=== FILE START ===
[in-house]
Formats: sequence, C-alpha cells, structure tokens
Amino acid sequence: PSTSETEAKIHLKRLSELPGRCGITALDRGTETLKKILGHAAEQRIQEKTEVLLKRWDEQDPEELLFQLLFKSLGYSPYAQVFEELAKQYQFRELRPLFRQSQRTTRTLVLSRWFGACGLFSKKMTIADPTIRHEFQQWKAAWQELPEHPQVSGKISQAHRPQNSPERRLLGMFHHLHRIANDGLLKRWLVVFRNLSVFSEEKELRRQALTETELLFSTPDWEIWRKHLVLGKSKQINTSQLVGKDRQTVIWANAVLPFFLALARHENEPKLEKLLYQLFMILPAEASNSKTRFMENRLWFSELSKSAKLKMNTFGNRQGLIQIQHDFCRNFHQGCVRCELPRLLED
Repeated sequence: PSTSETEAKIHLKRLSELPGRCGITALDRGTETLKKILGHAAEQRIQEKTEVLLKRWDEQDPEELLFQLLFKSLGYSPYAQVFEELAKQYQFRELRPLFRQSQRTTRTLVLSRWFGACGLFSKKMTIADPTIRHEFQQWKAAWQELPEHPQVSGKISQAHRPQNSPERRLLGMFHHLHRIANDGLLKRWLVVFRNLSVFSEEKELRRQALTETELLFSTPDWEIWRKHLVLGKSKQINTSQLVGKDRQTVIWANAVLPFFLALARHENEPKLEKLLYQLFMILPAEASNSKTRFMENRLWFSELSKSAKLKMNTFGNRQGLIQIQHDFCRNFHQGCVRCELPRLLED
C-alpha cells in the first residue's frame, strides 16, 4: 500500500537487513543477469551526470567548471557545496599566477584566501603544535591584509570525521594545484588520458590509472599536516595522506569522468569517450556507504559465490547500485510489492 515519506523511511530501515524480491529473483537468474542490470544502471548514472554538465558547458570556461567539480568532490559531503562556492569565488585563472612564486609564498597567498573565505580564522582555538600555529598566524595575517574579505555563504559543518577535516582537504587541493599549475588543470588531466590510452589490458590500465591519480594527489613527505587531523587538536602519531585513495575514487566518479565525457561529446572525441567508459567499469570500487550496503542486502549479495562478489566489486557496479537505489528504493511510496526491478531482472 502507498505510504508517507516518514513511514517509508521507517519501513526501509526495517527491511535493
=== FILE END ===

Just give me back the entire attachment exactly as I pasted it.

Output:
[in-house]
Formats: sequence, C-alpha cells, structure tokens
Amino acid sequence: PSTSETEAKIHLKRLSELPGRCGITALDRGTETLKKILGHAAEQRIQEKTEVLLKRWDEQDPEELLFQLLFKSLGYSPYAQVFEELAKQYQFRELRPLFRQSQRTTRTLVLSRWFGACGLFSKKMTIADPTIRHEFQQWKAAWQELPEHPQVSGKISQAHRPQNSPERRLLGMFHHLHRIANDGLLKRWLVVFRNLSVFSEEKELRRQALTETELLFSTPDWEIWRKHLVLGKSKQINTSQLVGKDRQTVIWANAVLPFFLALARHENEPKLEKLLYQLFMILPAEASNSKTRFMENRLWFSELSKSAKLKMNTFGNRQGLIQIQHDFCRNFHQGCVRCELPRLLED
Repeated sequence: PSTSETEAKIHLKRLSELPGRCGITALDRGTETLKKILGHAAEQRIQEKTEVLLKRWDEQDPEELLFQLLFKSLGYSPYAQVFEELAKQYQFRELRPLFRQSQRTTRTLVLSRWFGACGLFSKKMTIADPTIRHEFQQWKAAWQELPEHPQVSGKISQAHRPQNSPERRLLGMFHHLHRIANDGLLKRWLVVFRNLSVFSEEKELRRQALTETELLFSTPDWEIWRKHLVLGKSKQINTSQLVGKDRQTVIWANAVLPFFLALARHENEPKLEKLLYQLFMILPAEASNSKTRFMENRLWFSELSKSAKLKMNTFGNRQGLIQIQHDFCRNFHQGCVRCELPRLLED
C-alpha cells in the first residue's frame, strides 16, 4: 500500500537487513543477469551526470567548471557545496599566477584566501603544535591584509570525521594545484588520458590509472599536516595522506569522468569517450556507504559465490547500485510489492 515519506523511511530501515524480491529473483537468474542490470544502471548514472554538465558547458570556461567539480568532490559531503562556492569565488585563472612564486609564498597567498573565505580564522582555538600555529598566524595575517574579505555563504559543518577535516582537504587541493599549475588543470588531466590510452589490458590500465591519480594527489613527505587531523587538536602519531585513495575514487566518479565525457561529446572525441567508459567499469570500487550496503542486502549479495562478489566489486557496479537505489528504493511510496526491478531482472 502507498505510504508517507516518514513511514517509508521507517519501513526501509526495517527491511535493